If you’d asked me what I think about The Prussian yesterday, I’d probably have assumed you were talking about Frederick the Great. Today I’m seeing his stuff mentioned all over the place (at least, by Bryce on Twitter, and Scott Alexander at his place). The two pieces being especially recommended share a tack (interesting) and a tone (impressive). The Outside in response to both is unsettled, but already uneven. At the very least, they initiate a conversation in a way that is unexpected and worthy of respect.
The highlight for me was this (to repeat the second link):
… when differences in African and Caucasian distributions of the ASPM gene that is involved in brain development, racialists jumped to argue that this was the long looked for basis for white cognitive supremacy (Derbyshire’s line). Unfortunately for them, it turned out that the variation does not affect IQ, but does affect the ability to hear tones, and is associated with a lack of tonal languages.
To be honest, this is a lot more interesting than any IQ mumbo-jumbo; that Indo-European languages (‘Aryan’ languages to use the term correctly, and not in the disgraceful way it was used) are non-tonal is one of the big puzzles, and may be a reason why civilization got started in these regions. This is a variant of Joseph Needham’s hypothesis of why China ‘got stuck’ at a certain level of technology. Needham argued that the Chinese failed to make the break to the conceptual level of science that the ancient Greeks did, and part of this is to do with the concrete-level of Chinese vocabulary. By contrast, the reduced sound range and hence, reduced word range available to Indo-European languages may have played a crucial role in making that initial great breakthrough.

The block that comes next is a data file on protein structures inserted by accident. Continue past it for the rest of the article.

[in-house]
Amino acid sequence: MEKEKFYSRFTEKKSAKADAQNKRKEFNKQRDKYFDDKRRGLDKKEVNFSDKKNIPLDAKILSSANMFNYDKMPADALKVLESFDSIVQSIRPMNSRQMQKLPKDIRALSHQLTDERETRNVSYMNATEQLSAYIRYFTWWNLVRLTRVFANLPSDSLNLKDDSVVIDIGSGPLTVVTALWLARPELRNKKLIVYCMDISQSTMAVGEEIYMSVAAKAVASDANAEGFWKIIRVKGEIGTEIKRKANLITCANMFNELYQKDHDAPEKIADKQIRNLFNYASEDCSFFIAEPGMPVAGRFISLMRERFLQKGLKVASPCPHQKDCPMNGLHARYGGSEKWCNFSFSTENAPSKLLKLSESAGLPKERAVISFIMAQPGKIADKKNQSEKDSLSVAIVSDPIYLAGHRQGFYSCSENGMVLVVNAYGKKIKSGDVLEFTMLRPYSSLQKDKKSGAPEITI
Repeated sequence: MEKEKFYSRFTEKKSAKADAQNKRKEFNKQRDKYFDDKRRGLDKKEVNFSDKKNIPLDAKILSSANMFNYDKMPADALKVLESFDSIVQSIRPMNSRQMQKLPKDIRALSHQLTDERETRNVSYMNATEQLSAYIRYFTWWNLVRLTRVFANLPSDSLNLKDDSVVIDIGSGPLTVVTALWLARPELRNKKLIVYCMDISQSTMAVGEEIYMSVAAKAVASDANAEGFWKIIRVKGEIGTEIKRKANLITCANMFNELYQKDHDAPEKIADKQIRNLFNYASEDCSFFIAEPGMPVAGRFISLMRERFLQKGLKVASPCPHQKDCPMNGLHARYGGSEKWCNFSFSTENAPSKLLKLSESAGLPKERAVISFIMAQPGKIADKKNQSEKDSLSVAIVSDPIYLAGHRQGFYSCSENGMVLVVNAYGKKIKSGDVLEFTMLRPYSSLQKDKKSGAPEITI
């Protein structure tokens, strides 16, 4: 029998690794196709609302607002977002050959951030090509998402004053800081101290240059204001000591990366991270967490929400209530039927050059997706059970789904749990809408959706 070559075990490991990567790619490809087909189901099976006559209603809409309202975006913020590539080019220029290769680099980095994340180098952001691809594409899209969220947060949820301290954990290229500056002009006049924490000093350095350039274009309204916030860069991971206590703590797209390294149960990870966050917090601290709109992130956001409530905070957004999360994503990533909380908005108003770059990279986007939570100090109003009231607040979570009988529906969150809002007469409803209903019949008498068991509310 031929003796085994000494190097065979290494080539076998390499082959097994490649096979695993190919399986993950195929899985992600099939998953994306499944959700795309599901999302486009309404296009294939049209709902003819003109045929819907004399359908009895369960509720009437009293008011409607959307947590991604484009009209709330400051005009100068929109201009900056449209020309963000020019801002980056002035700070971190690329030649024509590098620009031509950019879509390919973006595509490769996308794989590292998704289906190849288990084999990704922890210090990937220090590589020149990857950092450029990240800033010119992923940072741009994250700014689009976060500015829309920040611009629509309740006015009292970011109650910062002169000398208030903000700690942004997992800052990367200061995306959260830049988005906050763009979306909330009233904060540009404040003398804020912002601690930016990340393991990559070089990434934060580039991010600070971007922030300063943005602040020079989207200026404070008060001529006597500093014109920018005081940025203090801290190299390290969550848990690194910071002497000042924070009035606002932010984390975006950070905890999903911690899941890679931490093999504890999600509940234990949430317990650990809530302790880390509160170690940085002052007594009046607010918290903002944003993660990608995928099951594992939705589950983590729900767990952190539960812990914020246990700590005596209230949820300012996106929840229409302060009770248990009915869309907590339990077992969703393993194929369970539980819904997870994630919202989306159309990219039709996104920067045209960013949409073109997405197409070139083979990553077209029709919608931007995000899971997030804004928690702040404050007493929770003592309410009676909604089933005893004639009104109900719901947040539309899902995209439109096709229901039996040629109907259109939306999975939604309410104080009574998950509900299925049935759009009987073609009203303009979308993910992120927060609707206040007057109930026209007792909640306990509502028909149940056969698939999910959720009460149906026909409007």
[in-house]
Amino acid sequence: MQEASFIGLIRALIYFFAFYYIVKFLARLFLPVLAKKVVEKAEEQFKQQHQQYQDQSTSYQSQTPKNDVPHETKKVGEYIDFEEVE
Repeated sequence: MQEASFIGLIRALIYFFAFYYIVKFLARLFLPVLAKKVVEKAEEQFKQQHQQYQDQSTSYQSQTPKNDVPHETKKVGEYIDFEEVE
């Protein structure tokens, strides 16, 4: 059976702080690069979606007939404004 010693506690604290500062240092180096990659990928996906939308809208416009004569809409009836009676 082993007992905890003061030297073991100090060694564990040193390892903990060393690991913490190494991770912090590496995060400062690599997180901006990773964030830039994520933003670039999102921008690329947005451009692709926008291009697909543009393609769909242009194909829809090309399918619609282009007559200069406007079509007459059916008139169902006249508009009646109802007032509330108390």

Has the case just been made for a clearly identifiable genetic predisposition to digitization? It sounds that way to me.
ADDED: Theden gets serious on the genetics of tonal language.
ADDED: A critique of the Anti-Racialist Q&A at The Right Stuff.